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A THREAD (with visuals!) on where the unicorns are around the world:
At #Davos and elsewhere recently, I’ve been in lots of discussions about nat’l competitiveness, innovation policy, etc. as we move deeper into the 4th Ind. Revolution, 2nd Machine Age, or whatever we call it.
There is no shortage of strongly held opinions on these topics, but there’s often a shortage of broad-based evidence. During one discussion, I found myself wondering where the world’s unicorns were and what, if anything, their distribution might tell us.
A “unicorn” here is a privately held, tech-based company valued at >=US$1 billion. @CBInsights recently posted a list of members of the “Global Unicorns Club.” So let’s use it.…
I’d think that all other things being equal richer countries would be more likely to generate unicorns (more affluent consumers, more risk capital, stronger institutions, etc.), as would more populous countries (bigger home market customer base).
So let’s draw a graph: GDP per capita on the x-axis, population on the y-axis (log scale to better show the range from Estonia to China), with each unicorn-having country plotted as a blue bubble, the size of which is proportional to the combined market cap of all its unicorns.
Here’s the graph.
It also has red bubbles; what do they represent? They represent relatively rich countries (i.e. members of the OECD) that don’t have ANY unicorns.
(all data are here:… )
All countries are labelled. The label for unicorn-having countries includes in parentheses the total number of unicorns in the country. The Eurozone also has its own bubble.
I see three “zones” on this graph. The first is closest to the origin, and so contains smaller, poorer countries. We see relatively few unicorns here. Most countries under 100M people and w. GDP per capita under $30k don’t have unicorns (but check out the Baltics!).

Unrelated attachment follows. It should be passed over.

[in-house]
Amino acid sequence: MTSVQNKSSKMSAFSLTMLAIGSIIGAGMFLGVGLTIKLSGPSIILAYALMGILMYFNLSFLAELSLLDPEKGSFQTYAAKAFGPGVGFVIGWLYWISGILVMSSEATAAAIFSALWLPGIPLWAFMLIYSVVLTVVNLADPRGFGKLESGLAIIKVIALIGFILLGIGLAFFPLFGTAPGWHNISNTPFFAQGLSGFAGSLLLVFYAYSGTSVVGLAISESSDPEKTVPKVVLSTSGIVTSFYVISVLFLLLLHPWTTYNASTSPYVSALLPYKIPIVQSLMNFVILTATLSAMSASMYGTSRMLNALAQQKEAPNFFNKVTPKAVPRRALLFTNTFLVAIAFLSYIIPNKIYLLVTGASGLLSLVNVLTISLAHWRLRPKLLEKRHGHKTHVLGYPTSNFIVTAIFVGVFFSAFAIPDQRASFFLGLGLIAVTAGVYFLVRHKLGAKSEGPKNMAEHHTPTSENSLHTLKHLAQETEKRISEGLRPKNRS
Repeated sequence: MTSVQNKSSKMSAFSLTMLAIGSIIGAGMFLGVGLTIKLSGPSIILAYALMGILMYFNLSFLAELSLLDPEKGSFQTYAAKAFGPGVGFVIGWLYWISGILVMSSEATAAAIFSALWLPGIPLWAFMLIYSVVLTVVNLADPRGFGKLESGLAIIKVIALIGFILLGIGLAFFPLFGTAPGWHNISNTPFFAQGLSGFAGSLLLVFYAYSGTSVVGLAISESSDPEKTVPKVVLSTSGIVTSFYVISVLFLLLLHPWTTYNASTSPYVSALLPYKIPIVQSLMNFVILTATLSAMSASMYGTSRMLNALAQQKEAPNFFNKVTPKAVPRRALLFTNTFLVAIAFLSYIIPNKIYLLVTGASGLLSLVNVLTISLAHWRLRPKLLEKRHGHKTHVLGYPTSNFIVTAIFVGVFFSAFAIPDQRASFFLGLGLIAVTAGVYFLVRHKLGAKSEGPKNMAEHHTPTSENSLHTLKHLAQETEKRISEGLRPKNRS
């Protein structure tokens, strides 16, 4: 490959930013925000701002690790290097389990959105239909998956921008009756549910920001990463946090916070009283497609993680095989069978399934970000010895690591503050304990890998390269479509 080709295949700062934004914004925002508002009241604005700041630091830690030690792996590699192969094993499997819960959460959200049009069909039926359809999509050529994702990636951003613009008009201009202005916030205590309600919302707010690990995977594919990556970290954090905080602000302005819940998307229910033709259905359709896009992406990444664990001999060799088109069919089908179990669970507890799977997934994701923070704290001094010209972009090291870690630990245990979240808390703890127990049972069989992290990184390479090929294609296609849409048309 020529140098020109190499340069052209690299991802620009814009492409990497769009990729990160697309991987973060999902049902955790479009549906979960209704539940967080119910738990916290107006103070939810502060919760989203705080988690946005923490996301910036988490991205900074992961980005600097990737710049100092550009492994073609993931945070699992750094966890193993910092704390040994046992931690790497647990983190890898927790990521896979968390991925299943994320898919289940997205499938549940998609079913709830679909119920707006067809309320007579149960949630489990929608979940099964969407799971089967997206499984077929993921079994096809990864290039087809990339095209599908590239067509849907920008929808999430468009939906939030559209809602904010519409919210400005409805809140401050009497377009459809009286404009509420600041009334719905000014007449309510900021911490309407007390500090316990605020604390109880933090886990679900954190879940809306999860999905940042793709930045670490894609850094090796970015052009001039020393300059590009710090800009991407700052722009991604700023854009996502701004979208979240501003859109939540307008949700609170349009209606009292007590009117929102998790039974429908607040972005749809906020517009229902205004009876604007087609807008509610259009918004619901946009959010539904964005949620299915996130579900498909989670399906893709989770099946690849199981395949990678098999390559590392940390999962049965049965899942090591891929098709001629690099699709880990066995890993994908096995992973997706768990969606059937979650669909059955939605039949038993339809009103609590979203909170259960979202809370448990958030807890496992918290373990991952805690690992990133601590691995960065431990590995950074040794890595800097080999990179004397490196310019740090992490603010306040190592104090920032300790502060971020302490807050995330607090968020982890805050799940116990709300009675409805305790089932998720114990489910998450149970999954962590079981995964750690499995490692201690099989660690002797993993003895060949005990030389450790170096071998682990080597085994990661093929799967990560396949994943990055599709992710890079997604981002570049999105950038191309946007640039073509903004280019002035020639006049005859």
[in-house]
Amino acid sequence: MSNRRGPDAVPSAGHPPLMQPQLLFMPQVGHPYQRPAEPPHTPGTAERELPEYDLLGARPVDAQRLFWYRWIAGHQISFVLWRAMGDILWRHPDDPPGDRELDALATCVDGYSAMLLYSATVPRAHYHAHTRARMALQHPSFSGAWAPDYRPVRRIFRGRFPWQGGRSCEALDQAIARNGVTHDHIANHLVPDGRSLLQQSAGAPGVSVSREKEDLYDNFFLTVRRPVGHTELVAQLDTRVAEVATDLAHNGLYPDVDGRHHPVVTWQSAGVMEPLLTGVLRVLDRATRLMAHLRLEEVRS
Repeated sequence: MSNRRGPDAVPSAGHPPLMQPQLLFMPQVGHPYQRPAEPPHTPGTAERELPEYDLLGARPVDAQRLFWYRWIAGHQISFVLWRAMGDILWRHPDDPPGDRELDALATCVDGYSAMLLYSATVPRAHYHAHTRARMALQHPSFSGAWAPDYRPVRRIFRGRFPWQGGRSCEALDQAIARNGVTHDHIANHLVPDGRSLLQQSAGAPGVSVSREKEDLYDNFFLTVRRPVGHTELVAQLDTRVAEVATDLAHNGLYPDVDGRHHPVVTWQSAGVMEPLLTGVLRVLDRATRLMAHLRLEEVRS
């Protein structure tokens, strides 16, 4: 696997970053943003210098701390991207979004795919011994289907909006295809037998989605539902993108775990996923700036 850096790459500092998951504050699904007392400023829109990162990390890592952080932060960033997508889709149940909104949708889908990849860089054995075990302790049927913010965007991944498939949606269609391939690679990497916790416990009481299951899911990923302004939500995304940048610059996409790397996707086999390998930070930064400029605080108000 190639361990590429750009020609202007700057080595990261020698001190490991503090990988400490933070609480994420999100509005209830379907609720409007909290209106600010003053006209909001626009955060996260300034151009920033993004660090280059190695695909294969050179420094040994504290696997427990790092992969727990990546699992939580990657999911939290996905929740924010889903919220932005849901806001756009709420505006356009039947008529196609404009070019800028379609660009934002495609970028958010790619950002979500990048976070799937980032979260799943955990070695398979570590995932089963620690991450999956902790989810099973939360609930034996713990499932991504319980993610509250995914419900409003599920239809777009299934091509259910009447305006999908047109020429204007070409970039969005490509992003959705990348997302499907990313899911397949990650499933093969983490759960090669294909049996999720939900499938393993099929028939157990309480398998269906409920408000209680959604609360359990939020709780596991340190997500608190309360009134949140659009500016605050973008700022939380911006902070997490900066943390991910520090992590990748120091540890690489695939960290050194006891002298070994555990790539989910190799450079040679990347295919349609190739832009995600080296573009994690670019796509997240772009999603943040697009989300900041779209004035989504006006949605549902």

The 2nd zone, farther from the origin, contains more populous and/or wealthier countries. Unicorn-havers are the rule here, not the exception. But there are surprises in both directions.
Why don’t Ireland or Norway, both rich, have any unicorns? After all, Switzerland’s blue bubble is right in their neighborhood. Why are Mexico or Russia, both of which have well over 100M people, both red?
The group of relatively rich but small (~10M) countries is a mixed bag. Singapore, Hong Kong, Israel, and Sweden all have multiple unicorns. But Denmark, Finland, New Zealand, Austria and Belgium combine for zero of them.
The more populous countries in this income band are all blue, with the glaring exception of Italy. But the size of the bubbles varies a LOT. The UK completely hides France, for example, and South Korea swamps Spain. Japan’s bubble also looks quite small here.
The third zone, farthest from the origin, is the home of the blue giants: hugely populous China and India, and the big and rich US. China and the US, to no one’s surprise, dominate the unicorniverse. As Chinese living standards rise, its bubble should get enormous.
The Eurozone, which is just as populous as the US and ~⅔ as rich, is not nearly as fertile a breeding ground for unicorns. It has only ~12% as many, with a combined market cap of less than 10% of the American unicorn herd.
How much do these differences in unicorn husbandry matter? I think that’s a great question, and an important one.
Maybe unicorn husbandry doesn’t matter much at all. It’s certainly possible to have a prosperous and inclusive society that doesn’t generate unicorns, or prioritize digital entrepreneurship.
It’s also possible that current unicorns are a lousy proxy for sustained digital entrepreneurship and innovation at the national level. After all, WeWork &etc. Finally, this graph only captures a point in time. Bubbles were differently sized in the past, and some red ones blue.
But even with those caveats, I think this graph is informative. Many now believe that “digital” will be as transformative in the 21st century as electricity and internal combustion were in the 20th, or steam in the 19th (I certainly believe this).
The countries whose companies best mastered these earlier techs became the dominant countries of those centuries. I don’t think this is a coincidence at all.
Countries with dominant tech sectors become economically and militarily powerful. Also, their institutions and cultures shape the technologies that get created and diffused.
When technology is changing the world, in short, you probably don’t want your country to be on the sidelines of this change. I think that unicorn density today is one leading indicator of who’s likely to be on the sidelines in the 21st c, and who isn’t.
I’d love to know what others think. @erikbryn @lhsummers @lagarde @paulkrugman @benedictevans @pmarca @tomfriedman @ianbremmer @noahpinion @paulmromer @mazzucatom @tylercowen @timharford @atabarrok -- what does the global distribution of today’s unicorns tell you?
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